Less time worrying about admin
It just makes life so much easier because I don't have to worry about the administration side of it. I just need to focus on writing the classes, being there, and delivering the class.
I can also see whether clients are at risk of leaving and can get in touch with them just to see if everything's okay.
Everything in one place for bootcamps and personal training
From the personal training side this year, I went from offering packs for people for a bit cheaper to a monthly direct debit, which wasn't really something that I could do before without TeamUp.
I used to use a different booking software for the notifications of members, and now I'm slowly moving all my clients to TeamUp from the personal training side of things.
Now I can have this steady flow of income on a monthly basis. It's easy to monitor. If they have a pack or if they are on a monthly basis, it's easy to monitor what they have used and what they have left.
And still so much to explore
There's so much stuff on there. Some I haven't even touched yet. But what I have used has helped retain members, remind members they have a class coming up, remind members that if they can't make it to cancel it, so that frees up a spot for somebody else.
What is your strategy for attracting bootcamp clients?
It started with people that I used to work with at the gym I was at. They would tell their friends and then it grew from there. We used social media channels to try and publicise the classes. I did run a Joe Wicks style childrens' free session at my children's school and did a couple of Zoom classes for them as well. Some of the parents started coming to classes and online Zooms as well.
It's really grown from word of mouth, I've not put a lot of advertising or marketing strategies into it. It's more just people who have seen us outside and we use public spaces with permission from the owners. From seeing it out and about, people will come and ask about us or they'll know someone that knows one of our members.
We have gone from being quite small to nearly a hundred members in the summer which is quite a lot when it's just me and help from a good friend of mine that will cover some classes when needed.
Last year we were busier than the year before, which I actually thought would not be the case because people were allowed to go back into the gyms. But we were busier than when people weren't allowed in the gyms and when people were only allowed outside.
Why do you think bootcamps have become so popular over the past years?
The style of workouts in bootcamps is quite intense. You get a lot of exercise in a short space of time. I think that time is precious for so many people nowadays. After a 45-minute class, you don't want to do anymore at the end of it.
With regards to the actual class being outside, people now appreciate outdoor space a little bit more. You're more in nature and we don't have music playing in an outdoor class. People get to have a bit of a chat, it's a bit more social. I can have a bit of a laugh with everyone and they all get on together.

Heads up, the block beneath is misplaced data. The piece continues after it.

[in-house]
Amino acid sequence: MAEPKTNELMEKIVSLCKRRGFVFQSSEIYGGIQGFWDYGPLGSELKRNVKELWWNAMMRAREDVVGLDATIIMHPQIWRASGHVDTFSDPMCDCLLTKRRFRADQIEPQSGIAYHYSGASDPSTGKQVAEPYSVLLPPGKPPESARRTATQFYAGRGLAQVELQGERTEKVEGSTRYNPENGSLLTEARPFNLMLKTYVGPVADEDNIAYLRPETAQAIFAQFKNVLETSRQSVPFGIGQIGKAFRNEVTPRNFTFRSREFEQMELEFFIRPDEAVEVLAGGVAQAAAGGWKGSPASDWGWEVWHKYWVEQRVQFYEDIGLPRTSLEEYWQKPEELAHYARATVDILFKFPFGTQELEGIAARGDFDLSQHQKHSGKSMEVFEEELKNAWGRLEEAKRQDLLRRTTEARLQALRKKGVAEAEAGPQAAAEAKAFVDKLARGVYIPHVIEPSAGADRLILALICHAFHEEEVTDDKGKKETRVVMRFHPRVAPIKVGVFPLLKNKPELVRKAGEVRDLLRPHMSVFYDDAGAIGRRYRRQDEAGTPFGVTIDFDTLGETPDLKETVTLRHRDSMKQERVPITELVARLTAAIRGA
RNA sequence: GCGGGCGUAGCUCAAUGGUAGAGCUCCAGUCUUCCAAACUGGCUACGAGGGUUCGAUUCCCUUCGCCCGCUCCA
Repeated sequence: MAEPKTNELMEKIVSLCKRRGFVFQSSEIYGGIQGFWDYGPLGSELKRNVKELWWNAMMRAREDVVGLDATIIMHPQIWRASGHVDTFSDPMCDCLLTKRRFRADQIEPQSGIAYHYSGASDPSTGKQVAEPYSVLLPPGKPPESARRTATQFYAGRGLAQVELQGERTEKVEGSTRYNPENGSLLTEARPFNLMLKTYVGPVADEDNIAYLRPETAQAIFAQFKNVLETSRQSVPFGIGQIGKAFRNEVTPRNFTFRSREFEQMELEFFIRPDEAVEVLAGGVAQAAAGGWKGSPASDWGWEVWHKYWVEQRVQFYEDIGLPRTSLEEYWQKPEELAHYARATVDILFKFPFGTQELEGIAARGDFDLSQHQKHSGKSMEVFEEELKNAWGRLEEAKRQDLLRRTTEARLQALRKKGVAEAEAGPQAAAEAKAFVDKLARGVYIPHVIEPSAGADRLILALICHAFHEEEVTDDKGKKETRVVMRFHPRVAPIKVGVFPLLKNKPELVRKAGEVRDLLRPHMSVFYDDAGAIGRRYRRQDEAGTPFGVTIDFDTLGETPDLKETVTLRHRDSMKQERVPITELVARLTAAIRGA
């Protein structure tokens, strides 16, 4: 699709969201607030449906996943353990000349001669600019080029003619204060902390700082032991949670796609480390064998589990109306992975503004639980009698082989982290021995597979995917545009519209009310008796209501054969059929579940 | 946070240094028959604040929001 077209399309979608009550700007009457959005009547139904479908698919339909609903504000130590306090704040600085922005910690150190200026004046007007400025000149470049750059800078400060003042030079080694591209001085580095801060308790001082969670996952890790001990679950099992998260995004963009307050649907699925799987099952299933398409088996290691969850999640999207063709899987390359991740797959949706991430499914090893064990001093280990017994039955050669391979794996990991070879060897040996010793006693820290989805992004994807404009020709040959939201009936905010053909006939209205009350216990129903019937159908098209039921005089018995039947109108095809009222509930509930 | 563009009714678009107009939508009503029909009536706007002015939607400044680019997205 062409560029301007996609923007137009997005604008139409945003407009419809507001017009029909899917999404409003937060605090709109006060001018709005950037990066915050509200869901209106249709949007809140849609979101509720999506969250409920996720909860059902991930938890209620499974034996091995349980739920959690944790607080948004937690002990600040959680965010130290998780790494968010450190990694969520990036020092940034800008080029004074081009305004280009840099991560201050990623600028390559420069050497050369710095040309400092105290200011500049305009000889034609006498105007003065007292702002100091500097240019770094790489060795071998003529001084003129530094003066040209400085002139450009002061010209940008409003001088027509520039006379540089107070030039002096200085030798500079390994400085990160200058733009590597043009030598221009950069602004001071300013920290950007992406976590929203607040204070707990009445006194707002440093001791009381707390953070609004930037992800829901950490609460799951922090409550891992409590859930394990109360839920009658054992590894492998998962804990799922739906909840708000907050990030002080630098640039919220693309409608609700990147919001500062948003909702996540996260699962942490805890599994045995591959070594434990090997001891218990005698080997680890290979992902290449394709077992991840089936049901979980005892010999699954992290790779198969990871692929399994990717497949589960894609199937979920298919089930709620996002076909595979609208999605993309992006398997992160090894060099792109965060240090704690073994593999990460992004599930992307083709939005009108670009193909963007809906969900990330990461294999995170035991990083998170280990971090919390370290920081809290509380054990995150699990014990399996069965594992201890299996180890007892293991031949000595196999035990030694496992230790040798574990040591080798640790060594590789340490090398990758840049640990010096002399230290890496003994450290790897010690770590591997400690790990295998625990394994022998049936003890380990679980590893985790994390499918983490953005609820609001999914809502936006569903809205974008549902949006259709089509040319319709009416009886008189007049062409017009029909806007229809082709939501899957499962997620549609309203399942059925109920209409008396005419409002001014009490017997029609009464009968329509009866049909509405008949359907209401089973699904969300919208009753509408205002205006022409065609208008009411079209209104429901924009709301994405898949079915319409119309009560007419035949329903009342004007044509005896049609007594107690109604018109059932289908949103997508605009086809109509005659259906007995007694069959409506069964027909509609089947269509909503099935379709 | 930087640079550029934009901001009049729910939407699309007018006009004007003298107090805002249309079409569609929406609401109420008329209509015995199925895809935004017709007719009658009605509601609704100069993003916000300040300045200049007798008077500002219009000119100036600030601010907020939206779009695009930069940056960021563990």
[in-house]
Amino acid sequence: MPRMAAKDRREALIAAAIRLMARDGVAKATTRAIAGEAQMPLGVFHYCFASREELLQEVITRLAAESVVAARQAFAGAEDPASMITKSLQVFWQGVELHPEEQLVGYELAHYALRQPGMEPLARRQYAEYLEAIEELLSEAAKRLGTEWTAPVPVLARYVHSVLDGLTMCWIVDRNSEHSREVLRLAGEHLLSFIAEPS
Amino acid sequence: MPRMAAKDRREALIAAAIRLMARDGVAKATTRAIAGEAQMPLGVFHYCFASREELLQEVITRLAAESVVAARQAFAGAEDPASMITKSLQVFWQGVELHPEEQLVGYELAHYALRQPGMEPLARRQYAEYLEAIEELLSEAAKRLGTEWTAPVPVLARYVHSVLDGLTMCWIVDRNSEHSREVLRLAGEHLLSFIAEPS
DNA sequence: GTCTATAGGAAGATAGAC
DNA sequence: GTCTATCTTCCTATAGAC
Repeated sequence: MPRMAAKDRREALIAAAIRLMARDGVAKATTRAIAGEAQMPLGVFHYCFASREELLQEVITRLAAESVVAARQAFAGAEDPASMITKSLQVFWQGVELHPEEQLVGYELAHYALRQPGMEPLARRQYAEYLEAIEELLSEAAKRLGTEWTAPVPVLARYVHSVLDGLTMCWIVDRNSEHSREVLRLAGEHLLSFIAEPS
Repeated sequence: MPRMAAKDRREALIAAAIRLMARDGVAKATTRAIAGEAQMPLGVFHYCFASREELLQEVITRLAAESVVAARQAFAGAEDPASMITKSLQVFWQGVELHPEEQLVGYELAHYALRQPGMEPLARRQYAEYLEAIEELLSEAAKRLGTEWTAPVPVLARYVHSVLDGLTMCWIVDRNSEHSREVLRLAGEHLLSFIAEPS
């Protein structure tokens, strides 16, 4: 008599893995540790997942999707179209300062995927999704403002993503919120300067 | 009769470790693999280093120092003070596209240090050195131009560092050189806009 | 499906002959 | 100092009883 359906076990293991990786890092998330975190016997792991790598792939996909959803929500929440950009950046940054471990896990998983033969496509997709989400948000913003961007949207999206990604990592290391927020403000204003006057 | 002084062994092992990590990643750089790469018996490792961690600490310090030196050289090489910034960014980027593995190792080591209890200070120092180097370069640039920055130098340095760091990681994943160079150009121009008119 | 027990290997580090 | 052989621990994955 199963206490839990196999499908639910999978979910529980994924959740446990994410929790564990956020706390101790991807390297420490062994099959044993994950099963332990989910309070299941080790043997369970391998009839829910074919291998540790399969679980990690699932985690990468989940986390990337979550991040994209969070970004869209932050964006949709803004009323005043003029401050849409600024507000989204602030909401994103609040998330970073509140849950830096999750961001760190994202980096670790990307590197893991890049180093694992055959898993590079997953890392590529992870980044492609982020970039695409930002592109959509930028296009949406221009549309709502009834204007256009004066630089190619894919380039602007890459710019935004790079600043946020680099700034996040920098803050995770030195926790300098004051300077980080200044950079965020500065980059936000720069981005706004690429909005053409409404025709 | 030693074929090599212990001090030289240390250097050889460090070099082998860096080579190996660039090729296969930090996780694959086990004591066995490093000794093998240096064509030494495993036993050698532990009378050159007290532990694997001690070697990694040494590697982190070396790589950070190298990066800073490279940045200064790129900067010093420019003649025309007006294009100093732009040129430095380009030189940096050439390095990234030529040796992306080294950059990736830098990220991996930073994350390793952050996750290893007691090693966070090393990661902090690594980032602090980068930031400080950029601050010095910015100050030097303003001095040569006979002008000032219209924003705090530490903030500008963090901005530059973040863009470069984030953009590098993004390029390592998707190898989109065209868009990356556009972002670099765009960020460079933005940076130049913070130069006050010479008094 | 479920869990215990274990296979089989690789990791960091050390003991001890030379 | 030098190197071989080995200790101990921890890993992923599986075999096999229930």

I found that with actual fitness bootcamps, everyone is really friendly and some great friendships have been made here. I look forward to every single class because we joke and laugh whilst exercising. That has really gelled and glued the group together.
That's what brought people in as well. People don't necessarily start off confident in their first classes. But because everyone is so welcoming they just slip in and get on with it, and it's lovely to see.
What are your goals for your bootcamp this year?
It would be nice to get to the point where I can take on a member of staff. I already do now to cover a Tuesday evening session which is great, and she's fantastic.
Whether we could grow to the point that I could take on another location and possibly have somebody else coming in and covering some of the classes so that I am not doing it all. I can also focus a bit more on the personal training side here at my home.
Obviously, I can't do both at the same time, and we're talking about three different locations. I would like to try and expand but not to the point that it gets silly. Manageable growth.
What is your best advice to other owners looking to take their bootcamp to the next level in 2022?
My advice to boost business in 2022 is to put your members first and be consistent with what you do. We all get moments where we think things aren't going the way we want it to. But if you use software like TeamUp, you can look back at the classes to see what's working.
Maybe there isn't a class that's not doing too well. It could be the timing might be wrong. Send out member feedback forms because people will always tell you what they need and what they want from the class because they're paying for it.
Listen to your members, that's the key thing. If they're happy, then you'll be happy and everyone's happy.
Thanks for sharing Craig! To learn more about Action Fitness Norwich, check them out on Instagram.
Video: Why Craig uses TeamUp to run his bootcamp and PT business
I couldn't be without TeamUp now. I think if I didn't have it, I'd be spending probably 50% of my time doing all the administration work. And that just saves me so much time with having it.
Check out our additional resources for running your outdoor bootcamp
- A Bootcamp owner's guide to running outdoor fitness classes
- Why Barrie Johnston switched his outdoor bootcamp to TeamUp
- A coach's journey to building his bootcamp and personal training business
- Stephanie Jannati tell us why she uses TeamUp to run her outdoor bootcamps
Thanks for reading!